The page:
A brand new survey on Houston's attitudes toward education contains some surprises that may challenge "conventional wisdom."
The study was conducted by Rice University's Kinder Institute for Urban Research. It found that blacks and Hispanics are more likely than whites to believe that a college education is key to future success.
Ninety percent of African Americans agreed with that statement, as did 78-percent of Hispanics. Eighty-five percent of Asians concurred but only 64-percent of whites.
"Whenever I give these talks about the importance of education," said Dr. Stephen Klineberg, "people say to me, ‘well, if only Latinos valued education the way Asians do, then there'd be no problem; we'd make education available to everybody. They would have the same level of education.' [But] African-Americans and Latinos value education at least as much, if not more."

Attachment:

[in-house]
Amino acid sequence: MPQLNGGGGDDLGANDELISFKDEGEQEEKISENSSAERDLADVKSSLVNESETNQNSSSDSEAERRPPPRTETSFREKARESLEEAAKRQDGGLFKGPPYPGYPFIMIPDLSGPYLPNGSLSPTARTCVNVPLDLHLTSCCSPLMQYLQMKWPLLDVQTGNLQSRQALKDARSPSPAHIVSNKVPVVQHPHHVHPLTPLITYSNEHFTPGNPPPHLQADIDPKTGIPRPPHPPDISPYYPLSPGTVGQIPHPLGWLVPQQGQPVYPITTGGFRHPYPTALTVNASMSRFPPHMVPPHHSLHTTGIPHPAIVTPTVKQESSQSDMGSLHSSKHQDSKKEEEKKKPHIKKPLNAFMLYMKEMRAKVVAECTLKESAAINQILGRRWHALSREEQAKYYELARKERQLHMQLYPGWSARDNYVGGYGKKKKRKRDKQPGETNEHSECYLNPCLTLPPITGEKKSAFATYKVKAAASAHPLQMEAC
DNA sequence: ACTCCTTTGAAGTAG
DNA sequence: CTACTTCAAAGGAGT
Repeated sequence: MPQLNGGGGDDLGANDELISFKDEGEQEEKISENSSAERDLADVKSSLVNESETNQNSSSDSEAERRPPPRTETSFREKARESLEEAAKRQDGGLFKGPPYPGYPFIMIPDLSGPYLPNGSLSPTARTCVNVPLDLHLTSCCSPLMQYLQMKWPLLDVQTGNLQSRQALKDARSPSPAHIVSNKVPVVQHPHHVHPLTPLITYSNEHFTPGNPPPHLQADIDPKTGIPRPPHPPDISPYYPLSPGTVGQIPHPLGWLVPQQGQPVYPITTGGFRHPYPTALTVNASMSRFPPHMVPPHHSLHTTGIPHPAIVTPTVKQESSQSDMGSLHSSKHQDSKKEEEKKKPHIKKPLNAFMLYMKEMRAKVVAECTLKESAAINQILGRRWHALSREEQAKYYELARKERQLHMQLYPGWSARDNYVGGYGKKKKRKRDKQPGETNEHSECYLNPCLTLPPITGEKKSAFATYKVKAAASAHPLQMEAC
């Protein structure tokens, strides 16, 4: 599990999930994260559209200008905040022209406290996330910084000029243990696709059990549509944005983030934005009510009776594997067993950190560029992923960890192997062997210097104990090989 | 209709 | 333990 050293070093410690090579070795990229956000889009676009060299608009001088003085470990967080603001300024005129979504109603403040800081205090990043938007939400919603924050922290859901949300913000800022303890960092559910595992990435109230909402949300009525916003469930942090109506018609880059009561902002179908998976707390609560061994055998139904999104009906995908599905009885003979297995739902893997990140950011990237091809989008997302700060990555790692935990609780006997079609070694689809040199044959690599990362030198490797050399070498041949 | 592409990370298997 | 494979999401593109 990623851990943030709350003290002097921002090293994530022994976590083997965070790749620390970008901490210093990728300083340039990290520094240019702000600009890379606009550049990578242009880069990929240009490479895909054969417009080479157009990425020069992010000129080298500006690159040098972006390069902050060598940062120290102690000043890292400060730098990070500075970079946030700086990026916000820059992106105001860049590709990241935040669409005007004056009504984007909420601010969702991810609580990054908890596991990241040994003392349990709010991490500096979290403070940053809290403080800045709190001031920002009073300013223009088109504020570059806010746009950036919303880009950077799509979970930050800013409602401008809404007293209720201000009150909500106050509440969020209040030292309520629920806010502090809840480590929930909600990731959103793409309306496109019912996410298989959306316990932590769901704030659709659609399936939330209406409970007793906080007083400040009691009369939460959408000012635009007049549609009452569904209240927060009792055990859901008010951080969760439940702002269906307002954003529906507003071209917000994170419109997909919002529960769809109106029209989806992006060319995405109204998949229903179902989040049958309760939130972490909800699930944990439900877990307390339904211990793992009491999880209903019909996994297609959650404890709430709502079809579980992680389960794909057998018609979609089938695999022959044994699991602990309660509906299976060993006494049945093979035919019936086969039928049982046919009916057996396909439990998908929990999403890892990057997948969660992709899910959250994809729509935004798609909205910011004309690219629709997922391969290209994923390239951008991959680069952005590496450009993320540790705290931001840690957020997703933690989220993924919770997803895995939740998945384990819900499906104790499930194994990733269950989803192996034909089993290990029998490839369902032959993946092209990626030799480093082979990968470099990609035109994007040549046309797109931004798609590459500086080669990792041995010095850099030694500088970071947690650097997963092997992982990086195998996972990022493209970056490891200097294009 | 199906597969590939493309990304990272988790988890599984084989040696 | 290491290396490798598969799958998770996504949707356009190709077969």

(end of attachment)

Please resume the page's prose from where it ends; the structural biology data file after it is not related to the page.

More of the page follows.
But why? Klineberg explains these ethnic groups are more likely to have seen firsthand the poverty caused by lack of education.